P.S. I noticed that some of these airsoft guns have a orange tip on the muzzle. Being that they are so realistic however, how would an LEO feel if he had one of these tactical type rifles pointed at him/her, even if it had that orange cap. Orange cap or not, I think I would probably be real scared regardless.

Hellbore
April 4, 2005, 01:18 AM
Interestingly I have a shooting friend who cant stand the idea of paintballing for the very reason that it requires you aim and shoot at another human being. He just can't get over that.

Yes, that is a conundrum. I guess it's debatable. At least in paintball, normally (if you are playing with the right people) you are drilled not to EVER point the gun at a person UNLESS they are wearing paintball protective gear and you are actually currently playing a round of paintball. You are never supposed to point them at people off the field. It still is probably debatable whether this could cause bad habits.

Also, I admit not everyone practices safety when paintballing. I do, and when we go I am usually supervising and training these kids as much as I can. Some people don't play safe though, that is why I never play in the woods unless I am able to take a leadership role, or else at a reputable field that enforces the rules with referees and such. I also discourage my friends and family from playing with anyone who doesn't take safety seriously. A lot of yahoos just laugh it off and don't take safety seriously. These guys probably wonder why I never come back after playing with them for the first time.

As for the orange tips... Lots of stupid kids try to remove them or paint them black. My nephew pried the orange cap off his Beretta. I made him glue it back on though... All it took was to tell him about some of the shootings that have been in the news, where kids got shot and killed by cops. Scared him enough to make him put it back on. It makes me wonder, though, why he hadn't heard about this before.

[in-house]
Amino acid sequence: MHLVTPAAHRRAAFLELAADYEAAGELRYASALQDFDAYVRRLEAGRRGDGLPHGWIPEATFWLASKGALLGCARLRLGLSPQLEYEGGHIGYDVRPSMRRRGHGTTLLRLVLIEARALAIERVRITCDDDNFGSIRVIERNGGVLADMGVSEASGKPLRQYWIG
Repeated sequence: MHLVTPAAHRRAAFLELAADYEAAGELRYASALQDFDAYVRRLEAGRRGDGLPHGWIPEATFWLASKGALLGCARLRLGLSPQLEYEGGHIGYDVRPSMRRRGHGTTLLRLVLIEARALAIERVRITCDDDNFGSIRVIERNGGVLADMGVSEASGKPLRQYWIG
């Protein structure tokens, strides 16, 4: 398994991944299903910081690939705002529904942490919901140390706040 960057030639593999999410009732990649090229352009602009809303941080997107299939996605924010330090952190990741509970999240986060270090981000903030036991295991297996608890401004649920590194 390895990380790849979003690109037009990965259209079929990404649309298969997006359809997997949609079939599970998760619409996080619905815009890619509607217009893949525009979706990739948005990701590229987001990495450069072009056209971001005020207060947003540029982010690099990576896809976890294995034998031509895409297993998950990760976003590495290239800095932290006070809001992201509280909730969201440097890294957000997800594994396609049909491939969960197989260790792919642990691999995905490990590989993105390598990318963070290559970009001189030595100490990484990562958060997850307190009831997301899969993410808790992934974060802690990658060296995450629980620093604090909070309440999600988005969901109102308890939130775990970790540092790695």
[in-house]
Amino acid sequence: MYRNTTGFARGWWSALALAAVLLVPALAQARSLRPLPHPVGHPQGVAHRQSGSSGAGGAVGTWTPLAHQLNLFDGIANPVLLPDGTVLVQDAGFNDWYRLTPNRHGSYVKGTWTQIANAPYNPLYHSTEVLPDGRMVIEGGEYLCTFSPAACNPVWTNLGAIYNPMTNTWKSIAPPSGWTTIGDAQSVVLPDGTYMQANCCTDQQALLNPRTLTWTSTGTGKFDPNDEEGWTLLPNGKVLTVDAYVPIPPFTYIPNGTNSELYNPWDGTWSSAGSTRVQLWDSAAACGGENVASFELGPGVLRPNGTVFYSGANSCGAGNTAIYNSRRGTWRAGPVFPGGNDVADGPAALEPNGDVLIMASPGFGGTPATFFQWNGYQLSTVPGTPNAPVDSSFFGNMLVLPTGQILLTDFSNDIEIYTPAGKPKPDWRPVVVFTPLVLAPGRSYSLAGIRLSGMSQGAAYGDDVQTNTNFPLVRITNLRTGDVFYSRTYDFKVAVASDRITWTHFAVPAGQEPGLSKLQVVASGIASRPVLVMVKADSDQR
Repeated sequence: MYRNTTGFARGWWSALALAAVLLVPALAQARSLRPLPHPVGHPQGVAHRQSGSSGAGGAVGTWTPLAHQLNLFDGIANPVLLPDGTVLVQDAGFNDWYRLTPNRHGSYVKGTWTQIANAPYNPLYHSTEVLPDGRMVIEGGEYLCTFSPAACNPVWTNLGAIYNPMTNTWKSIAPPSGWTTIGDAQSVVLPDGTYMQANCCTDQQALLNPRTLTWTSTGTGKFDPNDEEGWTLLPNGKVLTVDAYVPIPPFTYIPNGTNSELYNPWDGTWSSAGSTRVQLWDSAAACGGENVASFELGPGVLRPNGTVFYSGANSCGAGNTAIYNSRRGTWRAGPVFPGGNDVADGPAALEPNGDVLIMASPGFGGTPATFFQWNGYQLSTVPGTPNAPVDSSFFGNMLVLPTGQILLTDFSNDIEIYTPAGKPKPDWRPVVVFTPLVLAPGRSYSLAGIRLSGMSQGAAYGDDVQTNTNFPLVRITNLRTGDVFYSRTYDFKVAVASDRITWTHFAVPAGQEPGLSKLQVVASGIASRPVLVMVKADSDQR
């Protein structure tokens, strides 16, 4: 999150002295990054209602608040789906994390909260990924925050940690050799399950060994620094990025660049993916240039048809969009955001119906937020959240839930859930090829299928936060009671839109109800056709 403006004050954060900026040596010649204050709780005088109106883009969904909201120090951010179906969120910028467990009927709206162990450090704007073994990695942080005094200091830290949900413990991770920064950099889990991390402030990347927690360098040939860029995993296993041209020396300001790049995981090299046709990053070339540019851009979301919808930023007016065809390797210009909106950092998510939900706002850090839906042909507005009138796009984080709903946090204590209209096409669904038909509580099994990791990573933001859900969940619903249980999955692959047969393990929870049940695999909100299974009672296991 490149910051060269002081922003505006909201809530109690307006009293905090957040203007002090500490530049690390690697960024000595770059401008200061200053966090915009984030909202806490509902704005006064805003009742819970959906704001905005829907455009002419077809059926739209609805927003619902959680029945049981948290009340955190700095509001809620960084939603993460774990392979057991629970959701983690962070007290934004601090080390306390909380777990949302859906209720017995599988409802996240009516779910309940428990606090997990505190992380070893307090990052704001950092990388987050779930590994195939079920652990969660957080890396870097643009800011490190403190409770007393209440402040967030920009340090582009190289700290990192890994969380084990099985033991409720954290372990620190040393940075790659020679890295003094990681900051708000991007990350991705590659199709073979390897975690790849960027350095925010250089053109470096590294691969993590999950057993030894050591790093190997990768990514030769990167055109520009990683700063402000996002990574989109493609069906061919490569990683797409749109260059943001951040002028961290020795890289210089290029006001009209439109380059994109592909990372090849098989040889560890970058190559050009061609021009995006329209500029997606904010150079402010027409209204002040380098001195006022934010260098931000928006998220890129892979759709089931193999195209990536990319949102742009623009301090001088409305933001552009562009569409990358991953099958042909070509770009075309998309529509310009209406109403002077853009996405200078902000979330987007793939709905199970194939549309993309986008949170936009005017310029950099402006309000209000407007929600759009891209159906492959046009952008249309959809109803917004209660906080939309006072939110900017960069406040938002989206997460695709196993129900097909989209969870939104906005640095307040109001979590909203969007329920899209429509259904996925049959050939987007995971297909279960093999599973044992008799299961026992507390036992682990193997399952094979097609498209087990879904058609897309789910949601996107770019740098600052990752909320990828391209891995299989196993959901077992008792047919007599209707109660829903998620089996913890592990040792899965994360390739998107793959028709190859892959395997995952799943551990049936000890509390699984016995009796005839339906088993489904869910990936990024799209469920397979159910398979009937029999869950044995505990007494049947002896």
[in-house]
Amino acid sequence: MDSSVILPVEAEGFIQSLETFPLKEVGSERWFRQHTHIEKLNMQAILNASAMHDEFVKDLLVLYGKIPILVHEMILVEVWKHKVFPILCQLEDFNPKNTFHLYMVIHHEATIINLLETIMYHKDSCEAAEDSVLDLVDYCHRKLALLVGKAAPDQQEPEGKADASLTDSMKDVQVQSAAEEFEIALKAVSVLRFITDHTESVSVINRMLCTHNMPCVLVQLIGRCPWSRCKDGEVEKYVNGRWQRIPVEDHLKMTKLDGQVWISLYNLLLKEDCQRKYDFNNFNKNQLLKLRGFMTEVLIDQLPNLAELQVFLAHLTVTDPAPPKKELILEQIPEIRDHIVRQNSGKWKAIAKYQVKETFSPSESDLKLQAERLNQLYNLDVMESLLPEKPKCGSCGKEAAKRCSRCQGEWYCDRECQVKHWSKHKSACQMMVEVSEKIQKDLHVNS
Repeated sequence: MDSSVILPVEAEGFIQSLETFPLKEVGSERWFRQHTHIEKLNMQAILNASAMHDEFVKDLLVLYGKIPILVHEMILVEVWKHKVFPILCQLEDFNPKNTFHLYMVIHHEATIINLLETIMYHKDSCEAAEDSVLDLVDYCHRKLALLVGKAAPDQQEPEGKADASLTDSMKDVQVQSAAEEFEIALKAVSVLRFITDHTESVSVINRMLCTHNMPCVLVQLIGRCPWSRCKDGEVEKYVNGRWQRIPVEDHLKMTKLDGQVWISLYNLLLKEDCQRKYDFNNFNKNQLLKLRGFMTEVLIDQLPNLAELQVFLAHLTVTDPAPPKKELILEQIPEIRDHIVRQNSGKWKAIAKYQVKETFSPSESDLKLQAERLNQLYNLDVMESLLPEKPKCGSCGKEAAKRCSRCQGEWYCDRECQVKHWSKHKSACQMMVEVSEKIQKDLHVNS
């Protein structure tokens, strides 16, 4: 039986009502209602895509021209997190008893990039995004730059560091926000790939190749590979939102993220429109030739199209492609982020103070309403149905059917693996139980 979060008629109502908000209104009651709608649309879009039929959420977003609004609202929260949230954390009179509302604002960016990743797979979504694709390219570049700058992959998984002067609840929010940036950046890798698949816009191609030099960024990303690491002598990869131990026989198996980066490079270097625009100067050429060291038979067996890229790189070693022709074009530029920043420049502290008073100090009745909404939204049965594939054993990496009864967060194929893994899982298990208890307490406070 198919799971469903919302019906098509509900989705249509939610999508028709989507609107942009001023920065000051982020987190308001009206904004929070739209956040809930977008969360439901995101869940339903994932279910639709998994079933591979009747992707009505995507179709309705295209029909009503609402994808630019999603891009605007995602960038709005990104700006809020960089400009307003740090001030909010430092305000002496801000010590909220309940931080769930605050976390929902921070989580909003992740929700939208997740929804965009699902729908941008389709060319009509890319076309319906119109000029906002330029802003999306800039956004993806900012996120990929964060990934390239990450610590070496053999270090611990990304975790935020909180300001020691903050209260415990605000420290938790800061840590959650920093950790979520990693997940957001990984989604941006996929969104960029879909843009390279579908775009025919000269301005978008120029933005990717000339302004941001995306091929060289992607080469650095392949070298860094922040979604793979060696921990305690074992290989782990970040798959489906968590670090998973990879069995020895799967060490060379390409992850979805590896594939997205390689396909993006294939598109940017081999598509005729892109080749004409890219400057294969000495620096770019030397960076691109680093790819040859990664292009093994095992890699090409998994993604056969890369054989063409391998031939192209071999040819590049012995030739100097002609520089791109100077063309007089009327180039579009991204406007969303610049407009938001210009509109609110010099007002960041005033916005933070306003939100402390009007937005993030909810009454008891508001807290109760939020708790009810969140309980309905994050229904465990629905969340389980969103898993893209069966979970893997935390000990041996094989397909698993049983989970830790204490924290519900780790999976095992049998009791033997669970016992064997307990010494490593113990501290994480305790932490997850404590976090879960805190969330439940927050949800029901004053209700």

cgjunk2
April 4, 2005, 01:46 AM
At least in paintball, normally (if you are playing with the right people) you are drilled not to EVER point the gun at a person UNLESS they are wearing paintball protective gear and you are actually currently playing a round of paintball. You are never supposed to point them at people off the field. It still is probably debatable whether this could cause bad habits.

I think that in paintball, there is enough ritual related to safety,with well regulated fields at least, that one should be able to effectively seperate firearms and paintball guns in ones mind. I used to play a long time ago, and the field I played with was very professional in pushing safety, every gun was chronoed before a match, plenty of referrees, barrel plug checks, etc. I would imagine results may vary if people are playing on their own and disregarding safety.

However, I have not played paintball since I began shooting, so I may feel a bit weird about it if I went to play now. I'd probably get over it though. I'll just use a nice orange and purple gun with sparkles on it, like they sell at Wal mart :p That should avoid any confusion!

Hellbore
April 4, 2005, 01:51 AM
This is what I shoot:

http://cleedo.com/freestyle5.jpg

Anyone think it looks like a real gun? LOL... Especially when I put the air tank on the back and the hopper on top...

However, a gun like the following is a little more like a real gun, but still... I dunno, even though they tried to make it look real, I wouldn't confuse it so easily. I also wouldn't buy one, though.

http://www.actioncenterpaintball.com/store/images/products/markers/a5.jpg

When it comes to paintball pistols, this is the kind of thing you see:

http://www.shop4paintball.com/ProductImages/01PTENFORCBLUE.jpg